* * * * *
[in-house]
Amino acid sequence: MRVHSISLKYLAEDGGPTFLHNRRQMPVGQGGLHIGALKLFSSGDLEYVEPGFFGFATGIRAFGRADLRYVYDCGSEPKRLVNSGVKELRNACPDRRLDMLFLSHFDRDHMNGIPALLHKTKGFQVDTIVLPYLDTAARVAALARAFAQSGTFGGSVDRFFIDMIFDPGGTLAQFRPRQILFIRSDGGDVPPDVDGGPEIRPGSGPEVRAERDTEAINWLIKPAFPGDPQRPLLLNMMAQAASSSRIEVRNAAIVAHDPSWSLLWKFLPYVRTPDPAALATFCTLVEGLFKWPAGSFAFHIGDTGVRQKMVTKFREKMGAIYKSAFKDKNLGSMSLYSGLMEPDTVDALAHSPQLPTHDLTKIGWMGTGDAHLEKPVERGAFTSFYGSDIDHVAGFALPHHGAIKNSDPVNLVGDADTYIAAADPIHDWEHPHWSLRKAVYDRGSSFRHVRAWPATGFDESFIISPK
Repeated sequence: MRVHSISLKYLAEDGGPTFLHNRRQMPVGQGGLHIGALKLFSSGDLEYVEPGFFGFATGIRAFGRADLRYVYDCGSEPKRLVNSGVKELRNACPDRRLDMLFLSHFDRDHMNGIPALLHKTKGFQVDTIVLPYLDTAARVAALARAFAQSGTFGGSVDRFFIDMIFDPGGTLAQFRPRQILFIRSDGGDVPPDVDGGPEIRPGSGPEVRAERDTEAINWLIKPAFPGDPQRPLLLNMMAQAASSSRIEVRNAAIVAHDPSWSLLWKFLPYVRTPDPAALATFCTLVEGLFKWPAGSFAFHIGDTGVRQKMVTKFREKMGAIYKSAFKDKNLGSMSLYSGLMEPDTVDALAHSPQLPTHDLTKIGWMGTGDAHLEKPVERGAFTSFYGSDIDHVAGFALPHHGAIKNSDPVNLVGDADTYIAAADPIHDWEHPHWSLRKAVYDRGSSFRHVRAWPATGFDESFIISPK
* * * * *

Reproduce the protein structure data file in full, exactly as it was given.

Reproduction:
[in-house]
Amino acid sequence: MRVHSISLKYLAEDGGPTFLHNRRQMPVGQGGLHIGALKLFSSGDLEYVEPGFFGFATGIRAFGRADLRYVYDCGSEPKRLVNSGVKELRNACPDRRLDMLFLSHFDRDHMNGIPALLHKTKGFQVDTIVLPYLDTAARVAALARAFAQSGTFGGSVDRFFIDMIFDPGGTLAQFRPRQILFIRSDGGDVPPDVDGGPEIRPGSGPEVRAERDTEAINWLIKPAFPGDPQRPLLLNMMAQAASSSRIEVRNAAIVAHDPSWSLLWKFLPYVRTPDPAALATFCTLVEGLFKWPAGSFAFHIGDTGVRQKMVTKFREKMGAIYKSAFKDKNLGSMSLYSGLMEPDTVDALAHSPQLPTHDLTKIGWMGTGDAHLEKPVERGAFTSFYGSDIDHVAGFALPHHGAIKNSDPVNLVGDADTYIAAADPIHDWEHPHWSLRKAVYDRGSSFRHVRAWPATGFDESFIISPK
Repeated sequence: MRVHSISLKYLAEDGGPTFLHNRRQMPVGQGGLHIGALKLFSSGDLEYVEPGFFGFATGIRAFGRADLRYVYDCGSEPKRLVNSGVKELRNACPDRRLDMLFLSHFDRDHMNGIPALLHKTKGFQVDTIVLPYLDTAARVAALARAFAQSGTFGGSVDRFFIDMIFDPGGTLAQFRPRQILFIRSDGGDVPPDVDGGPEIRPGSGPEVRAERDTEAINWLIKPAFPGDPQRPLLLNMMAQAASSSRIEVRNAAIVAHDPSWSLLWKFLPYVRTPDPAALATFCTLVEGLFKWPAGSFAFHIGDTGVRQKMVTKFREKMGAIYKSAFKDKNLGSMSLYSGLMEPDTVDALAHSPQLPTHDLTKIGWMGTGDAHLEKPVERGAFTSFYGSDIDHVAGFALPHHGAIKNSDPVNLVGDADTYIAAADPIHDWEHPHWSLRKAVYDRGSSFRHVRAWPATGFDESFIISPK